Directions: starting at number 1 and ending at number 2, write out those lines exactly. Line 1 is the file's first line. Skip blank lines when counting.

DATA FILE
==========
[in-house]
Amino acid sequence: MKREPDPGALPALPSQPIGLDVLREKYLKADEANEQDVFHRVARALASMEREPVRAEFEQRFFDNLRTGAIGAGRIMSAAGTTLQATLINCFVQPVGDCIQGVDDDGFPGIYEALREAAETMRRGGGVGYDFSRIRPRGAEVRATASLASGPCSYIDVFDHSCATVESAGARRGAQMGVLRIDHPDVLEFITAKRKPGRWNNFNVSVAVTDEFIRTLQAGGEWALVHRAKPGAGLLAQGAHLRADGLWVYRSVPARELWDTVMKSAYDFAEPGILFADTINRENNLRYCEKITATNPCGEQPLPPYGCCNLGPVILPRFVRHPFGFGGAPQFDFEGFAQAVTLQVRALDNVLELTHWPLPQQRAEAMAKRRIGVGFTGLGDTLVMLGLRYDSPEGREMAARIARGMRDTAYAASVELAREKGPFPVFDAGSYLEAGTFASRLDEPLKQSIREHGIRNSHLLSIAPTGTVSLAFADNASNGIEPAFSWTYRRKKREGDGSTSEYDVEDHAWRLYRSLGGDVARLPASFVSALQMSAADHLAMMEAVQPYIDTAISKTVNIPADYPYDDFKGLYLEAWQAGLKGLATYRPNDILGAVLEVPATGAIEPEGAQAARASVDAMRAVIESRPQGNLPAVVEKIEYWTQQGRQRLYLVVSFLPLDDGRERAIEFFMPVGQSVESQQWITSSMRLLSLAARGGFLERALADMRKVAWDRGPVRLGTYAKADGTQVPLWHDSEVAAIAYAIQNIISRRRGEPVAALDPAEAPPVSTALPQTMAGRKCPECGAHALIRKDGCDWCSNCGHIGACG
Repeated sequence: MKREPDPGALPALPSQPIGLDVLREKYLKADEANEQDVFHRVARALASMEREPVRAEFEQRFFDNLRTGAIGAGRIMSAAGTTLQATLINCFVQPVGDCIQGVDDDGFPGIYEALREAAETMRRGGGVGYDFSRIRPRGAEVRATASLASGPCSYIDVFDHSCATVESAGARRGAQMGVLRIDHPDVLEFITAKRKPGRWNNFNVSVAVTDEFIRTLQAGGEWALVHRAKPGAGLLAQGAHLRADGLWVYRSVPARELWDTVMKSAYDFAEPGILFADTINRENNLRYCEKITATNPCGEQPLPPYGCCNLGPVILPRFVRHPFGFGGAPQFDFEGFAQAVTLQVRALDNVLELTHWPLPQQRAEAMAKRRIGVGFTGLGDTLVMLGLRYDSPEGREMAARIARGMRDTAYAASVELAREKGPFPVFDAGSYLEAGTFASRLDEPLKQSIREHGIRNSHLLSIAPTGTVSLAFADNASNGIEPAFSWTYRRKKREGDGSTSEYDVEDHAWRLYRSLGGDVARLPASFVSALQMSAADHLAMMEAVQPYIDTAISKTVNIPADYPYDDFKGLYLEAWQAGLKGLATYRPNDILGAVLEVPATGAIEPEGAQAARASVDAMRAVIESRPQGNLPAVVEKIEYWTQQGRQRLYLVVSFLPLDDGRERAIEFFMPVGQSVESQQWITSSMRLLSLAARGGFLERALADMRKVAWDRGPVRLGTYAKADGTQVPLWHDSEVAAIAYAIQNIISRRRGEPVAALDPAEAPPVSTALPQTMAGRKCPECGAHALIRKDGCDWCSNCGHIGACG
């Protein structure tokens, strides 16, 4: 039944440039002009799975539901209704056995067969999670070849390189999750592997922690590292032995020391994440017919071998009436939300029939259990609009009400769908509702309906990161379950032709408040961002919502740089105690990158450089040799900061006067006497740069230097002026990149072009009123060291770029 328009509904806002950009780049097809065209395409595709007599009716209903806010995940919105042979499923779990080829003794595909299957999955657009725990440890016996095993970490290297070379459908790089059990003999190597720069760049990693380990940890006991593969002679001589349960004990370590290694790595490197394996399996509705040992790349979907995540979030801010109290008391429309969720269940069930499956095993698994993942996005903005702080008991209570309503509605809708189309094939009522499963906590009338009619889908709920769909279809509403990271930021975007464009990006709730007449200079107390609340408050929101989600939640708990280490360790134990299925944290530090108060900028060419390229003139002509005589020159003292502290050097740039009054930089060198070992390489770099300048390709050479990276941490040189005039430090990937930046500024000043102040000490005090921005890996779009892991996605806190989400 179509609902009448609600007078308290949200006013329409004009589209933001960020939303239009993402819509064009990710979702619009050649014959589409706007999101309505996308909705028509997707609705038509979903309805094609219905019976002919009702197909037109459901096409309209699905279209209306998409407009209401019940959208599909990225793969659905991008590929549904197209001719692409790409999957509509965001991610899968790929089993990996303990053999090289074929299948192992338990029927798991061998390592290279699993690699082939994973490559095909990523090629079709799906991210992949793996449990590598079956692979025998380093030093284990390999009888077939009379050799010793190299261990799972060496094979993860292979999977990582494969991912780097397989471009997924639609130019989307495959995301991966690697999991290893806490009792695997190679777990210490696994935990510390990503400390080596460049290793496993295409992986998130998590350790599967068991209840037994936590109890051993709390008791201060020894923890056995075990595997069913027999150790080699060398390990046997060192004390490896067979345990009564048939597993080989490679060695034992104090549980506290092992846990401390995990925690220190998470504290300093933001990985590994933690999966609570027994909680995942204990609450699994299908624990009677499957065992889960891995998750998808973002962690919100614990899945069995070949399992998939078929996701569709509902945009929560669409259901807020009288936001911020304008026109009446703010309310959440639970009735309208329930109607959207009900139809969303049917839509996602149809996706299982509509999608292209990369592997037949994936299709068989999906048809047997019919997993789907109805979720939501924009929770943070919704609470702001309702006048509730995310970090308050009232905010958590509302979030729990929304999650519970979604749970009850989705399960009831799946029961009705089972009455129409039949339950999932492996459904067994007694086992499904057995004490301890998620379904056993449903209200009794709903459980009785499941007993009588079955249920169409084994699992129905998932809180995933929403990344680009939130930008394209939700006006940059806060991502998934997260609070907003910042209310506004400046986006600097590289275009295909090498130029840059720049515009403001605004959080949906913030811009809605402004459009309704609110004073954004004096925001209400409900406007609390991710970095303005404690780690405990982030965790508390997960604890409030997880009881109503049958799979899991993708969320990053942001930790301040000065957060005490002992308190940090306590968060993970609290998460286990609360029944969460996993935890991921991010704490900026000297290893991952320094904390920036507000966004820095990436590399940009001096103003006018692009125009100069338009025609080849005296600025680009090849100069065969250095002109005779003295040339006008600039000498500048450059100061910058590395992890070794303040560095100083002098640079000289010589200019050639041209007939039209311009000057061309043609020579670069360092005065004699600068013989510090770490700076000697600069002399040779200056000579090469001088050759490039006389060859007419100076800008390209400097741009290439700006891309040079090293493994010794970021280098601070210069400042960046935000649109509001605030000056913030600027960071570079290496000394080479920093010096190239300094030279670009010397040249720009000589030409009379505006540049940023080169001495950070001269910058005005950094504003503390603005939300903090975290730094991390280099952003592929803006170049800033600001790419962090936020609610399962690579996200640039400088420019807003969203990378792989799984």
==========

[in-house]
Amino acid sequence: MKREPDPGALPALPSQPIGLDVLREKYLKADEANEQDVFHRVARALASMEREPVRAEFEQRFFDNLRTGAIGAGRIMSAAGTTLQATLINCFVQPVGDCIQGVDDDGFPGIYEALREAAETMRRGGGVGYDFSRIRPRGAEVRATASLASGPCSYIDVFDHSCATVESAGARRGAQMGVLRIDHPDVLEFITAKRKPGRWNNFNVSVAVTDEFIRTLQAGGEWALVHRAKPGAGLLAQGAHLRADGLWVYRSVPARELWDTVMKSAYDFAEPGILFADTINRENNLRYCEKITATNPCGEQPLPPYGCCNLGPVILPRFVRHPFGFGGAPQFDFEGFAQAVTLQVRALDNVLELTHWPLPQQRAEAMAKRRIGVGFTGLGDTLVMLGLRYDSPEGREMAARIARGMRDTAYAASVELAREKGPFPVFDAGSYLEAGTFASRLDEPLKQSIREHGIRNSHLLSIAPTGTVSLAFADNASNGIEPAFSWTYRRKKREGDGSTSEYDVEDHAWRLYRSLGGDVARLPASFVSALQMSAADHLAMMEAVQPYIDTAISKTVNIPADYPYDDFKGLYLEAWQAGLKGLATYRPNDILGAVLEVPATGAIEPEGAQAARASVDAMRAVIESRPQGNLPAVVEKIEYWTQQGRQRLYLVVSFLPLDDGRERAIEFFMPVGQSVESQQWITSSMRLLSLAARGGFLERALADMRKVAWDRGPVRLGTYAKADGTQVPLWHDSEVAAIAYAIQNIISRRRGEPVAALDPAEAPPVSTALPQTMAGRKCPECGAHALIRKDGCDWCSNCGHIGACG